NAM: I’d really like to work on Sue Storm, as she is one of the best female superheroines. I’d love to work more on Wonder Woman and I had a great time working on an issue of editor Michael Wright’s fantastic run of the Cassandra Cain Batgirl, a very underestimated series. I’m also a big fan of editor Joan Hilty’s female Manhunter. And, of course, it would be great to do Vampirella again.

I think we’ll be seeing a lot more of Nathan’s art – good girl and otherwise - in the years to come. In the meantime, check out the new Wonder Girl mini-series, which will hit comic shops in September.

Article © Dewey Cassell 2007.

NAM succumbs to Deviantart!

Thursday, January 3rd, 2008

Of course I did…Behold!:

massengill.deviantart.com

Claudia Black, Need I Say More? (Dragon*Con 2007 p2)

Sunday, December 30th, 2007

Fade Into Black, Claudia Black

Claudia Black Signing at Dragon*Con 2007

Looking at Claudia, even from a distance in the signing lines at the Dragon*Con, you could tell why she was such a great actress. Waiting for people to come up to her in the line, she would frown slightly, and you’d find your mood plummeting. Then someone would text her something, and she’d grab her phone with that irrepressible energy she has, and her face would light up…and your world would suddenly seem like a choir of angels popped up on your shoulder. Her expressive ability is so natural and infectious…I’ve only seen it in a handful of actresses like Audrey Hepburn…and I never actually got to meet her. The funny thing you’d never know about Claudia in this picture…she’s like 8 months *very* pregnant! I was really worried about her attending the Dragon*Con in that state…She’s certainly a brave one! Anyway, the picture is crappy, but she still looks great in it, as she did in person. As a huge fan of Farscape (the show I consider the best sci-fi series yet done), and a massive admirer of everything Claudia does, it was a highlight of the show to meet her. End geek moment #2 here…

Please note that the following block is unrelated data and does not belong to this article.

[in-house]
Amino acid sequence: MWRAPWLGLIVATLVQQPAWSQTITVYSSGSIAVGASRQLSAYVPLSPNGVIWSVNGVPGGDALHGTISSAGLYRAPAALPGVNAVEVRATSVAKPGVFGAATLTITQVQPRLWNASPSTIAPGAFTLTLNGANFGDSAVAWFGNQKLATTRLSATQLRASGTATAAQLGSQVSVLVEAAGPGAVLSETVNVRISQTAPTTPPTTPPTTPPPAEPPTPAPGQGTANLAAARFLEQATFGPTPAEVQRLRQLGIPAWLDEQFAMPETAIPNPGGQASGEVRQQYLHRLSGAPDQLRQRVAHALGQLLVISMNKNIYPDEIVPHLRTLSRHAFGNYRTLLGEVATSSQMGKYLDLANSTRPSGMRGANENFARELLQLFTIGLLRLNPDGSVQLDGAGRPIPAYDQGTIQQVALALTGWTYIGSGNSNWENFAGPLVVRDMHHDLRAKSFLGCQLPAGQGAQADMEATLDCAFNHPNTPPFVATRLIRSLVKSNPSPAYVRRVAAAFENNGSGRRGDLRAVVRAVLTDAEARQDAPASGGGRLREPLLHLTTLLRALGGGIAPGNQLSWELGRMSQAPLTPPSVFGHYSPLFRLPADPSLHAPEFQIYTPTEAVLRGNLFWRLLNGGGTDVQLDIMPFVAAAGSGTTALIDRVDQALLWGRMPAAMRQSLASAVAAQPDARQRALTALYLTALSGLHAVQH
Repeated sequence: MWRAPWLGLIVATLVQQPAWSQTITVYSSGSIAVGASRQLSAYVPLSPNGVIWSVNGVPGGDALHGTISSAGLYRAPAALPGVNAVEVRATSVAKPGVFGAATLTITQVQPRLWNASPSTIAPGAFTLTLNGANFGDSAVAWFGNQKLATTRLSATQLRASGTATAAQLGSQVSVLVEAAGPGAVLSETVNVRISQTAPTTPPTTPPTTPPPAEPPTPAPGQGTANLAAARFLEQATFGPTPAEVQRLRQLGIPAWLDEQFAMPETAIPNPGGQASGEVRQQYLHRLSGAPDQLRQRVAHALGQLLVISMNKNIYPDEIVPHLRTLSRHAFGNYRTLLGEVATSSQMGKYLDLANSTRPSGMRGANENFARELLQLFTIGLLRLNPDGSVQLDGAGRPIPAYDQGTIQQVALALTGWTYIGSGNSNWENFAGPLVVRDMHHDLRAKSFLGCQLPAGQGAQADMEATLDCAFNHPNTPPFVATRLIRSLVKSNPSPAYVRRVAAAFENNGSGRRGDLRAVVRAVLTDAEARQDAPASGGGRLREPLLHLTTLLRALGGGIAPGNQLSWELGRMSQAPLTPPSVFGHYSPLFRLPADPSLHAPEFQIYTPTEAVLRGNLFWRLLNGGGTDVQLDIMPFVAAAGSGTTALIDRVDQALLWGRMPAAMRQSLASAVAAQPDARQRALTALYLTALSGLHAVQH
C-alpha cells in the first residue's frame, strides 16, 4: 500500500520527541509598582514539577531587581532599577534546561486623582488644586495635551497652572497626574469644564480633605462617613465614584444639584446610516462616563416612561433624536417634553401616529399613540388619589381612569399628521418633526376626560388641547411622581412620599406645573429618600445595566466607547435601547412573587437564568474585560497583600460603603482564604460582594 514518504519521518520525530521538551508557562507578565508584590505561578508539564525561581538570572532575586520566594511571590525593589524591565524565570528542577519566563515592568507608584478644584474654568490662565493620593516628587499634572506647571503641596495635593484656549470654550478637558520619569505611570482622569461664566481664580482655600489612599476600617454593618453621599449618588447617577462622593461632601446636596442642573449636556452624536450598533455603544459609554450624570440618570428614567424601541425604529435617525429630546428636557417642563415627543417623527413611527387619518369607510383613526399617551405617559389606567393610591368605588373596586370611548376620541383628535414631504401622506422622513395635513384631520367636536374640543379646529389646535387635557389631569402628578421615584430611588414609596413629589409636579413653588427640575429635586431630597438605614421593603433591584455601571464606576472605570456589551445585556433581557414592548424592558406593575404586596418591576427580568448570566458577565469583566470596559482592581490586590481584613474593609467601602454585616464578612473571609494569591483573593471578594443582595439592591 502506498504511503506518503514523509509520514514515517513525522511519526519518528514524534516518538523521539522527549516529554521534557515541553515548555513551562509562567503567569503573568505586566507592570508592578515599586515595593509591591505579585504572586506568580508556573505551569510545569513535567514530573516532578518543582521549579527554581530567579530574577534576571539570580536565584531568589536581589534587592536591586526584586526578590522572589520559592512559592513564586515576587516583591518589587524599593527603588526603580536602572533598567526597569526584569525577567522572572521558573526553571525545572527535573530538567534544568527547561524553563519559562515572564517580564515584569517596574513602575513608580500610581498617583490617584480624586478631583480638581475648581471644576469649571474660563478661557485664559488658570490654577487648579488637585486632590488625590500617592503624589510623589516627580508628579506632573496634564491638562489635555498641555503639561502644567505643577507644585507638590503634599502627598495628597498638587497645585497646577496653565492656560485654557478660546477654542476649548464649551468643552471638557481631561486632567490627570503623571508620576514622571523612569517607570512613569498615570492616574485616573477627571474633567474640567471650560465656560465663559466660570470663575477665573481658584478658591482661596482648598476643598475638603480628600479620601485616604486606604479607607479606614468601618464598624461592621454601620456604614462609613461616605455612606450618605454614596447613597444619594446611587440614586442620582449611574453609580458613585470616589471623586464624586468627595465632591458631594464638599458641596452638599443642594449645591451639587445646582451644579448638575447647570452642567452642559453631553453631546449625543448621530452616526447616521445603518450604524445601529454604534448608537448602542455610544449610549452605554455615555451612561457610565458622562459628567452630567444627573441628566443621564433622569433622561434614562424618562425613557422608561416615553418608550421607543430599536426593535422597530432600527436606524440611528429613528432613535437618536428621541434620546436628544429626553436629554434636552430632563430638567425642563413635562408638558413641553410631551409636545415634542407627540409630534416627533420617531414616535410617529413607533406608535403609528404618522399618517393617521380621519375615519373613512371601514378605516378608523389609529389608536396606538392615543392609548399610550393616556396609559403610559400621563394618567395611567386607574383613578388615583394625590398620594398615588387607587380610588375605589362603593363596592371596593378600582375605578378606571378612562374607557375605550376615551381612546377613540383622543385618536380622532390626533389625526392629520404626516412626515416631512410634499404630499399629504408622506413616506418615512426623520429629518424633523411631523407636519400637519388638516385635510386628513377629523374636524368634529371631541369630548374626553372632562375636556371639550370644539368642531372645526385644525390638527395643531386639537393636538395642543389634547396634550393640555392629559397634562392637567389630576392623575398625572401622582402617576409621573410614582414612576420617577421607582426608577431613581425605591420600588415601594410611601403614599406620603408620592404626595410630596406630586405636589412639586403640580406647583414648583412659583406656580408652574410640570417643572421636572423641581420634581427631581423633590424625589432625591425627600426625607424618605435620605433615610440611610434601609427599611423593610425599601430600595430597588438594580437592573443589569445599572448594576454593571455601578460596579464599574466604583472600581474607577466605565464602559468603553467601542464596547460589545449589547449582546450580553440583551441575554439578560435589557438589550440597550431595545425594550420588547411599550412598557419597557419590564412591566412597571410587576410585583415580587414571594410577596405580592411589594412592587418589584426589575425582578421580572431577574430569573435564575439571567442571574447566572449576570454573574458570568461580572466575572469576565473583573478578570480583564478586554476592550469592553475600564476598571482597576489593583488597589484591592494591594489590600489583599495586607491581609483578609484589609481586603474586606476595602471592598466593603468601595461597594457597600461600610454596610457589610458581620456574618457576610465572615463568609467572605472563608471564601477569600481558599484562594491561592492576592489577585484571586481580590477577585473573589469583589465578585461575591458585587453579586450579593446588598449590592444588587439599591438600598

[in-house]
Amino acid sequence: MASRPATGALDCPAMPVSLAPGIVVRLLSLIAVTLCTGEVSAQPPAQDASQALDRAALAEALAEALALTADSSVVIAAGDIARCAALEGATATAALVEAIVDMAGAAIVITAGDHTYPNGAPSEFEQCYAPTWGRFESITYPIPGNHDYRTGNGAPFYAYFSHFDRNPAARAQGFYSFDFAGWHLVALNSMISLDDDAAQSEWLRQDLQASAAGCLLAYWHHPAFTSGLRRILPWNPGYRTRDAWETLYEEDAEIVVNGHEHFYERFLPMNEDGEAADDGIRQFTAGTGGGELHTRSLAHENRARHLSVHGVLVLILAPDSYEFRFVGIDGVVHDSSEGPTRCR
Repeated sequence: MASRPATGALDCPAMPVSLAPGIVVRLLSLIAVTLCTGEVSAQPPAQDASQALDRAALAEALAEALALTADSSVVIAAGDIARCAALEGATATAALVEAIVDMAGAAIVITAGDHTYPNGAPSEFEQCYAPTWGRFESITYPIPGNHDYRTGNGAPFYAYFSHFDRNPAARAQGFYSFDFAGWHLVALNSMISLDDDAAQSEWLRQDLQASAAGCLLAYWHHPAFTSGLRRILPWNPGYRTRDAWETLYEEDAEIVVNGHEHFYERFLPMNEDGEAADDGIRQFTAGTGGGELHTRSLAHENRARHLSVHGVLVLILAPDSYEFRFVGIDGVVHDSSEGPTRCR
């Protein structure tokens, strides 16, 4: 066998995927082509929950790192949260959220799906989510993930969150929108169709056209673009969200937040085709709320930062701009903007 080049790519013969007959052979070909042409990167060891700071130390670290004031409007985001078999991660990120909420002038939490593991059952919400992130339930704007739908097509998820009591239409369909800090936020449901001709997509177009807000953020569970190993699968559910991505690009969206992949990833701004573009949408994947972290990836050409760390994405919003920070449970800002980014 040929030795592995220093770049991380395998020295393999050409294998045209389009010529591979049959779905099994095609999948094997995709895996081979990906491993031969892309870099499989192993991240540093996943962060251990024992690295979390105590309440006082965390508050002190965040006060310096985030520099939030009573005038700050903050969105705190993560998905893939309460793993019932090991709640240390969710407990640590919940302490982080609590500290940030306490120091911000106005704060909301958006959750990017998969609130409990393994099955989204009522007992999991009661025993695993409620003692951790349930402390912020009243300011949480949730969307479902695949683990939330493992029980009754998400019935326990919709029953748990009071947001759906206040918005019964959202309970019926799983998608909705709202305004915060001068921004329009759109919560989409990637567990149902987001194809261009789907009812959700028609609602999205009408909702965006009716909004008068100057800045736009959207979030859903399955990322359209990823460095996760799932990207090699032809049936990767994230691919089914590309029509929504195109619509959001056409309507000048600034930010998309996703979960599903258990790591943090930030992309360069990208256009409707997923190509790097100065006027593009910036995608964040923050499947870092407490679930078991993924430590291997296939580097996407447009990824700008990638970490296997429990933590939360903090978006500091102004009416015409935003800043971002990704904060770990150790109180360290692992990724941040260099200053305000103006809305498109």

My Lexa-cellent Adventure (Dragon*Con 2007 p1)

Sunday, December 30th, 2007

Me and the magnificent Lexa Doig

Me and the Luminous Lexa Doig